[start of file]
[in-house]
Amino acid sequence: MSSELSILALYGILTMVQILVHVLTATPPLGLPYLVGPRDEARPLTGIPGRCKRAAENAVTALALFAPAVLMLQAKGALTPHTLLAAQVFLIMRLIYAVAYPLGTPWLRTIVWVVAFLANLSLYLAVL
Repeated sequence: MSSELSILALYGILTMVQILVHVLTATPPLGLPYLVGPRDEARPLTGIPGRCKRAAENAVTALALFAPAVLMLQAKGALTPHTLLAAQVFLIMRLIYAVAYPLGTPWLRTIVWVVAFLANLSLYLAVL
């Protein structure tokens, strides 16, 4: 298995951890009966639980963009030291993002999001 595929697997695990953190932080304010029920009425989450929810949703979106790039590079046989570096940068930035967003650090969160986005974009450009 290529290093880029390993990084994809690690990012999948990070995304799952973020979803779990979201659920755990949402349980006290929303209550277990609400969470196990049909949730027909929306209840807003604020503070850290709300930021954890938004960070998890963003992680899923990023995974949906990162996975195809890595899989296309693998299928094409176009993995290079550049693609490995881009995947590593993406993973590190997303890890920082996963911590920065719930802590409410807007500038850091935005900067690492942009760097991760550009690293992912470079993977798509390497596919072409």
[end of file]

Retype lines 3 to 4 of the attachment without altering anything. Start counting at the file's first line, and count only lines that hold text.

Repeated sequence: MSSELSILALYGILTMVQILVHVLTATPPLGLPYLVGPRDEARPLTGIPGRCKRAAENAVTALALFAPAVLMLQAKGALTPHTLLAAQVFLIMRLIYAVAYPLGTPWLRTIVWVVAFLANLSLYLAVL
């Protein structure tokens, strides 16, 4: 298995951890009966639980963009030291993002999001 595929697997695990953190932080304010029920009425989450929810949703979106790039590079046989570096940068930035967003650090969160986005974009450009 290529290093880029390993990084994809690690990012999948990070995304799952973020979803779990979201659920755990949402349980006290929303209550277990609400969470196990049909949730027909929306209840807003604020503070850290709300930021954890938004960070998890963003992680899923990023995974949906990162996975195809890595899989296309693998299928094409176009993995290079550049693609490995881009995947590593993406993973590190997303890890920082996963911590920065719930802590409410807007500038850091935005900067690492942009760097991760550009690293992912470079993977798509390497596919072409």